-1 ( +1 / -2 )

Only if any of the employees of the NSA have trouble sleeping will they read Japanese emails.

2 ( +2 / -0 )

toshikoNov. 12, 2013 - 10:56PM JST It is difficult to spy Japanese documents

But we were doing it 70 years ago.

3 ( +3 / -0 )

If you do not think that, even though Japanese is a difficult language, the USA is not at least monitoring communications in and out of Japan or any other country for that matter, then you are naïve.

1 ( +2 / -1 )

As the leader of the free world Obama cannot lead the world from behind he if doesn't know where other countries what him to go.

-3 ( +0 / -3 )

Hmmm what bright person thought this was a good topic to ponder when the answer was obvious. Probably someone that went on a drinking binge.

0 ( +0 / -0 )

Other way around and it's enduring freedom part 2.

0 ( +0 / -0 )

while you're unfortunately right with this statement, the sad truth is that while the US isn't a world leader any more in most areas, in this one it definitively is.

I hear you. Give it about another 3 years to get out of this mess to regain its footing again.

0 ( +1 / -1 )

Not much one can say but Yes, of course. Bertie Woo et als anti-US diatribes are archived.

1 ( +2 / -1 )

If its for economic reasons then it's not spying, it's subterfuge, right?

-1 ( +0 / -1 )

Probably not to understand Japanese requires something that the NSA doesn't have smart and competent people, who don't live in the land of Oz.

-1 ( +1 / -2 )

I certainly can agree that "America" is the not the country we once knew it was. As the article states no evidence has been found yet but I believe U.S is pretty much spying on every country they stepped into.

I guess this is why many countries have their sights locked on to America. Spying is not a good thing, it does not matter if your trying to catch a criminal or something. There is always another way to find that person rather then, phone tapping, reading emails, hacking into personal information etc, etc, etc.

America, if your reading this comment I don't give 2sts about that.**

0 ( +2 / -2 )

The US doesn't spy on Japan much because you have to ask yourself, WHAT is there to spy on? Due to the unique security alliance between Japan and the United States, there isn't much of what Japan does that the US doesn't already know it's going to do or will do anyway in terms of defense etc.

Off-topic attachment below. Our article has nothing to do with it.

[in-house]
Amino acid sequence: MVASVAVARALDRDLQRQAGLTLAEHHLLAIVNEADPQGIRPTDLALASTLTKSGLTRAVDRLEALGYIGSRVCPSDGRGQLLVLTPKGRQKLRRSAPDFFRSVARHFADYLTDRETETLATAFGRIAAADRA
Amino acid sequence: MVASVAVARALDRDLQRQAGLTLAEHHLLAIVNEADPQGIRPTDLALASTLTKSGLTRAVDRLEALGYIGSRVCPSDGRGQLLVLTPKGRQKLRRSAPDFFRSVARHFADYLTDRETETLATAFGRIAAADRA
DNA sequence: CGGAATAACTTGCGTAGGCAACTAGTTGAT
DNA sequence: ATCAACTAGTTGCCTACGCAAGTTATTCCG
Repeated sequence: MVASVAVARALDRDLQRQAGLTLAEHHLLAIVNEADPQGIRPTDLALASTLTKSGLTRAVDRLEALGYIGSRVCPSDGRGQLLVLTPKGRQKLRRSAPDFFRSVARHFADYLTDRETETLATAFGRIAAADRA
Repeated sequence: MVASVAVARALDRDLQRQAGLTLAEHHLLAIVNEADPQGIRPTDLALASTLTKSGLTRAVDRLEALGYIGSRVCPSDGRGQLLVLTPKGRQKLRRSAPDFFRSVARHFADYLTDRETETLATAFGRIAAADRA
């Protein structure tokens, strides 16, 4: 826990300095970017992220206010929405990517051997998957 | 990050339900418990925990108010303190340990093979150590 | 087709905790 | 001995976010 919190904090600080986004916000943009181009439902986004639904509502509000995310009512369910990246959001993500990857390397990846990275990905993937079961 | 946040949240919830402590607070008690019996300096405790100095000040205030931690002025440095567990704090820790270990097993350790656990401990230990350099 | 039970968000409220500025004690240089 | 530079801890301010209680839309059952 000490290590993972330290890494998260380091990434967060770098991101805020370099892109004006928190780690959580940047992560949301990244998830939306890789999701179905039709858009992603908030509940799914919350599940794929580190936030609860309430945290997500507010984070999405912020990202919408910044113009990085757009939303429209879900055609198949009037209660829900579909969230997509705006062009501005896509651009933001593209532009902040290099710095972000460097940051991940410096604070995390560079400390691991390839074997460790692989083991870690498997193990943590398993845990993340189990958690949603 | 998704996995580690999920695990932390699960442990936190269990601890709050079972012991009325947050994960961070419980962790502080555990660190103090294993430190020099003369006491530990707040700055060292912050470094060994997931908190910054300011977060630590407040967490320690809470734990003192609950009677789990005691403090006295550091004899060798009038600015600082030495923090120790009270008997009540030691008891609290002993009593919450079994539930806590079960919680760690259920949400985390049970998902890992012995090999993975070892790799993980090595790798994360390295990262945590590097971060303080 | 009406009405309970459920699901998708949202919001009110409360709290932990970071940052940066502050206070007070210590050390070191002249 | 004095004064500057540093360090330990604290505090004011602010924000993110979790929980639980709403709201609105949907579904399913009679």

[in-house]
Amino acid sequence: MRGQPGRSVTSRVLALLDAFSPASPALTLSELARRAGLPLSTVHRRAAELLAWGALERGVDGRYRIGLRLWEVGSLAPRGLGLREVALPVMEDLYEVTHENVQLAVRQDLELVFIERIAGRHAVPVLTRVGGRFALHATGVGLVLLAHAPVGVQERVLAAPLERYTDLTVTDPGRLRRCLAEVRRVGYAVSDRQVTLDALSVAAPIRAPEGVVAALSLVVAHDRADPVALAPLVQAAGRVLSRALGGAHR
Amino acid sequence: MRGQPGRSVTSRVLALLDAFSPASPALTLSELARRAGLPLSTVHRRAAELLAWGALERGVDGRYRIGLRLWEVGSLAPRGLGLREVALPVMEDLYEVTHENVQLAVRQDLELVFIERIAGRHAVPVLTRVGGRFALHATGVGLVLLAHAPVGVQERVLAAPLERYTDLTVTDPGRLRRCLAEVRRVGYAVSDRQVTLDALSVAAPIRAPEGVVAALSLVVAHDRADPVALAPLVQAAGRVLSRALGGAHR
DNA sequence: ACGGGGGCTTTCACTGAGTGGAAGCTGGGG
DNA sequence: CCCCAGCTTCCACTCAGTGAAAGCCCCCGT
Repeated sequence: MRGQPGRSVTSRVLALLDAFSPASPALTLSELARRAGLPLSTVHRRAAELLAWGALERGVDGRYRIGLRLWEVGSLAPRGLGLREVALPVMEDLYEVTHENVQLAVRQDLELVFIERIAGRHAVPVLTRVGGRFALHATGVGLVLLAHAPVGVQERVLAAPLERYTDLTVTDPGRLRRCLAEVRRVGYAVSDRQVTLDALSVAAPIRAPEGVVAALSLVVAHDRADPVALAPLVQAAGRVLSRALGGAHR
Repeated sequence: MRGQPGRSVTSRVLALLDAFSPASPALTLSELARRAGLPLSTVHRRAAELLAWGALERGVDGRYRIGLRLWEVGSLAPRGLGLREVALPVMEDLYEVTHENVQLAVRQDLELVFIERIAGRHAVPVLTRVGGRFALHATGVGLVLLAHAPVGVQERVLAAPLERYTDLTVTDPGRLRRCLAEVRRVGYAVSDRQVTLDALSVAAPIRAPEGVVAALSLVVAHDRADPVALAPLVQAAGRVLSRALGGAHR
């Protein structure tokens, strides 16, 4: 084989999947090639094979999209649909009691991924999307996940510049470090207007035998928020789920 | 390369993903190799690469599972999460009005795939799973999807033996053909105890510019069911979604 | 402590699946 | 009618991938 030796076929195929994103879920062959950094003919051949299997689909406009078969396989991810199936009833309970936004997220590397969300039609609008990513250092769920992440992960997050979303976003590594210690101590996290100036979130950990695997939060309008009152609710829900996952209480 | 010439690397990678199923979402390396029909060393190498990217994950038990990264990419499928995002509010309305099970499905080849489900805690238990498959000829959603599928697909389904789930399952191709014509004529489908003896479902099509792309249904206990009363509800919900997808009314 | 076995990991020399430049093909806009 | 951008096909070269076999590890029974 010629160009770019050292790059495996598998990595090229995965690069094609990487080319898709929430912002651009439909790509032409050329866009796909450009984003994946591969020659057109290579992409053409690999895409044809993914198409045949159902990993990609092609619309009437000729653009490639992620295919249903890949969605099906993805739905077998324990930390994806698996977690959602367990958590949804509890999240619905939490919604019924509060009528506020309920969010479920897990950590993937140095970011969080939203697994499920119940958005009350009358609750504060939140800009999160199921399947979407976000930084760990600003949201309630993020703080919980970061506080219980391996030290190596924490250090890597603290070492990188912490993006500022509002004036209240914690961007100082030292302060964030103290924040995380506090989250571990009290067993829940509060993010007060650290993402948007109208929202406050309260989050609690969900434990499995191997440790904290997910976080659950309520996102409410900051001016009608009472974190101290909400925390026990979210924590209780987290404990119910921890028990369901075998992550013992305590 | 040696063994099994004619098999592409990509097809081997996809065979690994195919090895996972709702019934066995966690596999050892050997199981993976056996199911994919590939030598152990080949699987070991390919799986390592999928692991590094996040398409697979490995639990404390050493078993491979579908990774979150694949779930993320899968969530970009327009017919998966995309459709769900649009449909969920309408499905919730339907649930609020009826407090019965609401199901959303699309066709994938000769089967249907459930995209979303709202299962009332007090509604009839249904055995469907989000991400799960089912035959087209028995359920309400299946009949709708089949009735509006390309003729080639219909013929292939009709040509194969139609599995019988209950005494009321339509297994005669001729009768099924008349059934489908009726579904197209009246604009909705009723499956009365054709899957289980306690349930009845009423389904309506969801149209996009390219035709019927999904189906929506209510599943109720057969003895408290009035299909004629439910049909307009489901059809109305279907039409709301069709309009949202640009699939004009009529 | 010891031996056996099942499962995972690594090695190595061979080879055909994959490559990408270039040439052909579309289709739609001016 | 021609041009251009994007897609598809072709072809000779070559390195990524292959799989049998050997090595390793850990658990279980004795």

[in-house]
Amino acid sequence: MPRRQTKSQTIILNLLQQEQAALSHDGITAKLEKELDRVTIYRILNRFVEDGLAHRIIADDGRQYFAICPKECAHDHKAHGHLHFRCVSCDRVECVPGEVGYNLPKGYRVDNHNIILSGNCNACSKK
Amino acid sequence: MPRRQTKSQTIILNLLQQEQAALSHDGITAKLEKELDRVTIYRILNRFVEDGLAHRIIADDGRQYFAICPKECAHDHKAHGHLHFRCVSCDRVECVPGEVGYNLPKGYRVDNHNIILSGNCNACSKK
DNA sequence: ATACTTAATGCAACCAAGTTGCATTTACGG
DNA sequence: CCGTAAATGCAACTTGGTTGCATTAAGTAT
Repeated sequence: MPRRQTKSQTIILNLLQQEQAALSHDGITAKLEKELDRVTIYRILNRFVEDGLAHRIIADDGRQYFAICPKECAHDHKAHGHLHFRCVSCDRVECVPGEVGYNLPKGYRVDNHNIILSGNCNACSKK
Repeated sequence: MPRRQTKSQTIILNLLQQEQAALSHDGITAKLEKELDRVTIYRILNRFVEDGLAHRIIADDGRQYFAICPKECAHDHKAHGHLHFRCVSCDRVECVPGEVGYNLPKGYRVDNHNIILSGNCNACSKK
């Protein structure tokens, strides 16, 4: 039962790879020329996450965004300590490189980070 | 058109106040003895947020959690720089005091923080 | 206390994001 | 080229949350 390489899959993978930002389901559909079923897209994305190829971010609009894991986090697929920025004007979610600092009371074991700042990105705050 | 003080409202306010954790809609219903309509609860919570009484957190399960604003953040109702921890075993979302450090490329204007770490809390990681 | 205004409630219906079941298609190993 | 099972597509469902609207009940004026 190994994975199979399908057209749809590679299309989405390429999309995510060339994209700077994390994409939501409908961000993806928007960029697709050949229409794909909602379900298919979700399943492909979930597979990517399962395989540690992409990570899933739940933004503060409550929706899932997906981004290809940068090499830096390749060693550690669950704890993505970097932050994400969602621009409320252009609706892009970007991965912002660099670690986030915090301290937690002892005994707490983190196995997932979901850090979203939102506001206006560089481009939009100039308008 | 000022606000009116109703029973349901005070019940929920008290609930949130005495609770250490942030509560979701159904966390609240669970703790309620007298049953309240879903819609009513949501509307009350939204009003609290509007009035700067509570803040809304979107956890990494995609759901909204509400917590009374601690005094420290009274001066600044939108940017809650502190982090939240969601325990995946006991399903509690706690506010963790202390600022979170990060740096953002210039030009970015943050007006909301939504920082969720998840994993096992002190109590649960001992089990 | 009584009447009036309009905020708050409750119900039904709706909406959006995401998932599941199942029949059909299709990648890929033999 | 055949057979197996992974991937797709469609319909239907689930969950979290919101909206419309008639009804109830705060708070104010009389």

This message is being recording by the NSA btw: HI GUYS!

-2 ( +1 / -3 )

Of course the U.S. is spying on anything and everything that is transmitted from one place to another. They are keying in on certain words and searches. They're not going to out you on anything other than planning a terrorist attack. This is about numbers and data crunching. Only the items that come up with red flags are actually read by a human. The human then decides if it needs to be raised to the next level. It does not bother me in the least that they are watching.

0 ( +1 / -1 )

It is difficult to spy Japanese documents. Are there Japanese word processors that check uso-jji? Often kanjis are used with guess in meanings. I is sometimes, watakushi, watash. boku ore ora depending on politeness. friendly, insulting, etc. If writing in hand, Japanese often miswrites in different strokes. Same goes with Chinese and Koreans,

-3 ( +1 / -4 )

The police must apply to the courts for permission to monitor communications – a limited safeguard at best, says Kaido, given that the courts approve, literally, 100% of all such applications. “The courts have never,” he says, “turned down an application.”

The answer for this is very clear if the article was written correctly - “The courts never,” he says, “turned down either of the applications.” !

1 ( +1 / -0 )

The world is behaving like a psychotic paranoid. NOW it's an accurate statement.

@bass4funk, while you're unfortunately right with this statement, the sad truth is that while the US isn't a world leader any more in most areas, in this one it definitively is.

1 ( +2 / -1 )

secrets with Internet? now you can pay one million and everyone will accept spying the neighbor or simply find a relationship with any member of people that you want to spy:) just using a mobile:)

1 ( +1 / -0 )

its my humble request to NSA and CIA please don't disclose my 2 girlfriends to my wife.

hahahahaha

2 ( +3 / -1 )

its my humble request to NSA and CIA please don't disclose my 2 girlfriends to my wife.